NEW YORK (GenomeWeb) – A recent perspectives article appearing in Science Translational Medicine described several regulatory research challenges that remain in the way of fulfilling the diagnostic testing potential of next-generation sequencing.
Stanford University's Russ Altman and his colleagues outlined nine main challenges that must be tackled if next-generation-based diagnostic testing, under the broader umbrella of the Precision Medicine Initiative, is to become routine. The PMI has spurred research on everything from the clinical validation, utility, and applicability of a given test to the appropriate regulatory frameworks for next-generation sequencing-based tests by the US Food and Drug Administration, the team explained.
The latter's precisionFDA effort, in turn, is expected to set the stage for bioinformatics methods and tools that are tailored to the types of genomic tests that are developed for various medical conditions and settings.
For their part, Altman and his colleagues recommended a roadmap for those involved in regulatory research related to next-generation sequencing tests, which can span sequences beyond a region of interest and may involve variants of unknown clinical significance.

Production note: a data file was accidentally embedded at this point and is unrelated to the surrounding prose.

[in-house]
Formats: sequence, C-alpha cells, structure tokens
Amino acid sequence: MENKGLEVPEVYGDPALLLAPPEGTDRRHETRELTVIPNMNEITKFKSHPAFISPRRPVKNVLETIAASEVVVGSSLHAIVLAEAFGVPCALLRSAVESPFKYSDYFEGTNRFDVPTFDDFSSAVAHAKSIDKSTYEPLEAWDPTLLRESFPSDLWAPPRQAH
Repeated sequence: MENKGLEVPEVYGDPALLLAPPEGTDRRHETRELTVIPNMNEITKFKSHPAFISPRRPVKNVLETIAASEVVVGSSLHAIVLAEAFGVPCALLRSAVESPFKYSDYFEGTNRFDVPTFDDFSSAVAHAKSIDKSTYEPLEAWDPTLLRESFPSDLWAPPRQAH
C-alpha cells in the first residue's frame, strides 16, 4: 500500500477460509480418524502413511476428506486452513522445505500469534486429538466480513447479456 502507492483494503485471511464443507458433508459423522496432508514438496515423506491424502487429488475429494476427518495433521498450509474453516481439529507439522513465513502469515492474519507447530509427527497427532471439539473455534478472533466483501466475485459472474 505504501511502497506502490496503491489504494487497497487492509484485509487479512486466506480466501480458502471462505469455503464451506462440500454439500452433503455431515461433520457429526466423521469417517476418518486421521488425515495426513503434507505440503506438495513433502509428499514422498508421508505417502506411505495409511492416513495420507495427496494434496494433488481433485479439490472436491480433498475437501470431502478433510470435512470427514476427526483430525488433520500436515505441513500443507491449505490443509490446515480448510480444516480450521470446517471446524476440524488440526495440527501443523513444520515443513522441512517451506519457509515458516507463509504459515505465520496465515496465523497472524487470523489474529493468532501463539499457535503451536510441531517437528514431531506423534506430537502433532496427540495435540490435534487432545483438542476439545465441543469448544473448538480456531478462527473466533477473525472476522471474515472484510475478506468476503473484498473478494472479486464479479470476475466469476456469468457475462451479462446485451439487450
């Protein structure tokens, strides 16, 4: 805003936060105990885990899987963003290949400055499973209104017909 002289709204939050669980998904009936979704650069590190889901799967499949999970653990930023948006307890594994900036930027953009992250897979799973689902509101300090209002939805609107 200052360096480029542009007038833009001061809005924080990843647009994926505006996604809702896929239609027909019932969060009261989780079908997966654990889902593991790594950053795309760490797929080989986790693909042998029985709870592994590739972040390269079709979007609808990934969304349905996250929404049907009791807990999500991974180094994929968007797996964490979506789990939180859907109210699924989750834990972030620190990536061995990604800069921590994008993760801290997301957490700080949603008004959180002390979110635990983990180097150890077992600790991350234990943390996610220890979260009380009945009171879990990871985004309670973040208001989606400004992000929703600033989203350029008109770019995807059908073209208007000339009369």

"In order to organize precisionFDA as a community platform and to ensure an effective means of developing robust methods for evaluating [next-generation sequencing]-based diagnostics, we propose a research roadmap that highlights nine areas of potential regulatory science investigation for DNA (including precisionFDA) accompanied by a discussion of aims, research milestones, software tools, and data services," they wrote.
For example, the team highlighted the need for systems to store genomic data and related software tools in a manner that's secure, but allows for data sharing when needed. It also touched on the importance of accurately comparing error models and pipelines for different next-generation technologies, as well as coming up with validated reference data sets and standards for clinical variant database use.
On the variant interpretation side, the researchers noted that it will be necessary to establish appropriate population-based frameworks for interpreting genetic variants in the clinical context, along with effective strategies for returning genetic information to physicians and patients in way that's understandable and, ideally, improves care.
They noted that researchers will need to explore the most effective methods for benchmarking next-generation sequencing methods, both on the data generation and informatics sides.
Finally, the team argued that cost-effectiveness studies are needed to determine if and when next-generation sequencing-based testing is warranted, since some types of genetic information may be superfluous and difficult to obtain.